Originally written on Fox Sports Detroit  |  Last updated 10/19/14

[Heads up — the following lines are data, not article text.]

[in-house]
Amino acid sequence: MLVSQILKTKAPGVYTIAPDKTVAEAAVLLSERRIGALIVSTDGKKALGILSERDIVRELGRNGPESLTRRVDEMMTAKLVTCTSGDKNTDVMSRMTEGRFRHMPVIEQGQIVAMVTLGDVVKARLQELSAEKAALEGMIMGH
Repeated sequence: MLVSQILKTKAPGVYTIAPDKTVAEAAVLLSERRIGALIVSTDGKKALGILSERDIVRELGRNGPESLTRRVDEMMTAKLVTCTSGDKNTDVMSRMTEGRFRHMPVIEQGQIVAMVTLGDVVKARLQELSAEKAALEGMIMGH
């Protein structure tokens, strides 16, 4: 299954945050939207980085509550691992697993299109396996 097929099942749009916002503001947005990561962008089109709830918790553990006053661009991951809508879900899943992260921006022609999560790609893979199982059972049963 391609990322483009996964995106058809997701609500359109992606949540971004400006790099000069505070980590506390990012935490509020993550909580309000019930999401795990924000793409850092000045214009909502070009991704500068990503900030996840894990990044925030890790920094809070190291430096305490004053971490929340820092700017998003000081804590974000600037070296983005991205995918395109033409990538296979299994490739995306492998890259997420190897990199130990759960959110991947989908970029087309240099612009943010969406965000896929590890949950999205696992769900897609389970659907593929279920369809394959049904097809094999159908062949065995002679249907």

By STEVE KORNACKISpecial to FOXSportsDetroit.com LAKELAND, Fla. -- Doug Fister delivered in 2011 what the Detroit Tigers had hoped to get from Jarrod Washburn in 2009, and what they received from Doyle Alexander in 1987. Fister was the trade deadline shot-in-the-arm to a contender that needed his 8-1 record and 1.79 ERA to win the Central Division title. Now, with a new season about to begin, comes the tough part. Fister must live up to heightened expectations. The key to repeating that success is knowing yourself, Fister said. How so? By adjusting and changing as situations dictate, he said. Hitters adjust and so pitchers adjust, and those making the correct adjustments have the most success. Talent isnt enough in the major leagues, where scouts instantly find a hole in your swing or a pitch you are tipping. Fister said he trusts his fellow pitchers and Tigers pitching coach Jeff Jones while constantly talking the game and making those adjustments. Detroit manager Jim Leyland said Fisters ability to repeat his delivery will be his greatest asset in having repeat success. Fister is a guy who works fast, fields well and gets into a rhythm, Leyland said. Thats why its easier for him to repeat his delivery. He gets into a mode and its almost like hes on automatic. He has the ability to locate the ball with consistent movement and throw strikes. Not just strikes, but quality strikes. Fisters command was amazing with the Tigers last season. He walked five batters in 70 13 innings. He was 3-12 with a 3.33 ERA for Seattle before coming to Detroit on July 30. The Tigers also got reliever David Pauley in the deal for four prospects: outfielder Casper Wells, pitchers Chance Ruffin and Charlie Furbush, and third baseman Francisco Martinez. Pauley was released last week after getting off to a slow start this spring. Fister is here for a while, though. He wont be a free agent until 2016. We thought he would pitch well for us, Detroit general manager Dave Dombrowski said. But what he did was a plus. He deepened our rotation to four deep. We gave up a lot of young talent for him, and we would not have done that for a pitcher we didnt think would be with the Tigers for a long time. Fister, 28, credits Jones with improving his delivery and providing insight into when to throw his curveball. We got to keeping him back on the rubber longer, Jones said. He works quickly and was getting out too quick. Doing that gave him a more consistent delivery. "And we talked him into using his curveball more. He didnt like to use it on hitters the first time through the lineup. And its such a good pitch for him -- a plus pitch in my book. Said Fister: Its been about picking and choosing when is a good time to throw it. You want to get into a hitters head and have him thinking, Is it coming? "Its not a great pitch for me, but its about having a different wrinkle and throwing off the hitters timing. Its about throwing different pitches at different speeds and forcing the hitter into bad contact. Its about those crucial adjustments. Justin (Verlander) might mention something Im doing and I will look at it, Fister said. All of us are always thinking to help each other out. You ask questions like, Why did you throw that pitch in that count to that guy? When I came here, it was such a whirlwind of emotions and an exciting time. I thought, Lets be a team. I wanted to be a good teammate. And thats easy on this team. Its a great clubhouse to be part of with just some great guys. Were close-knit with the chemistry a good team has. We go out as a group. He said fellow starter Rick Porcello and reliever Daniel Schlereth have become particularly good friends. I like it here a lot, Fister said. Fister ended up fourth in the American League with a 2.83 ERA and 1.5 walks per nine innings. He won seven straight games, had a 17-inning shutout streak, was voted the leagues pitcher of the month in September, and won the division-clincher Sept. 16 at Oakland. The most exciting thing for me last season was to pitch that clinching game in front of family and friends, Fister said. They drove over a couple hours from Merced, and my dad (Larry) and younger brother, Jake, got into the celebration. I think Jake even got a little champagne sprayed on him. The Tigers won their first division title since 1987, when Alexander came over from Atlanta to go 9-0 with a 1.53 ERA. That was the year they lost John Smoltz for Alexander, but finished first. Washburn also came from Seattle to Detroit in 2009, but never was healthy and crumbled while winning just one game. The Tigers also failed down the stretch as a result. The key pitcher acquired for the stretch run can make all the difference. But whereas Alexander turned 37 that year and went 20-29 for Detroit in his last two seasons, the Tigers have high hopes that Fister will become a fixture. Oliver taking the fifth? Left-hander Andy Oliver gets his first Grapefruit League start Wednesday against the Minnesota Twins, and has been the most impressive of the fifth-starter candidates that include Duane Below, Drew Smyly and Adam Wilk. Jacob Turner currently is out of the running with right shoulder tendinitis. Oliver threw two more shutout innings Saturday against the St. Louis Cardinals, and has allowed just two hits in nine innings with six strikeouts and three walks. Hes calmer, Leyland said. He ironed some things out in the (Arizona Fall League). Hes starting to slow things down. Hes much more poised and confident. Leyland added that the current emphasis is getting him to trust throwing his fastball for strikes as much as he trusts throwing his slider for strikes. Its going to be a real pressure cooker to find our fifth starter, Leyland added. Fast Fielder First baseman Prince Fielder had just one triple in the last two seasons, but drilled a triple into the right field corner Saturday to display his quick feet. Hes much more athletic than I thought hed be, Leyland said. He runs well. Fielder totaled 70 homers in his last two seasons, and his career .540 slugging percentage rivals the .555 of Detroit third baseman Miguel Cabrera.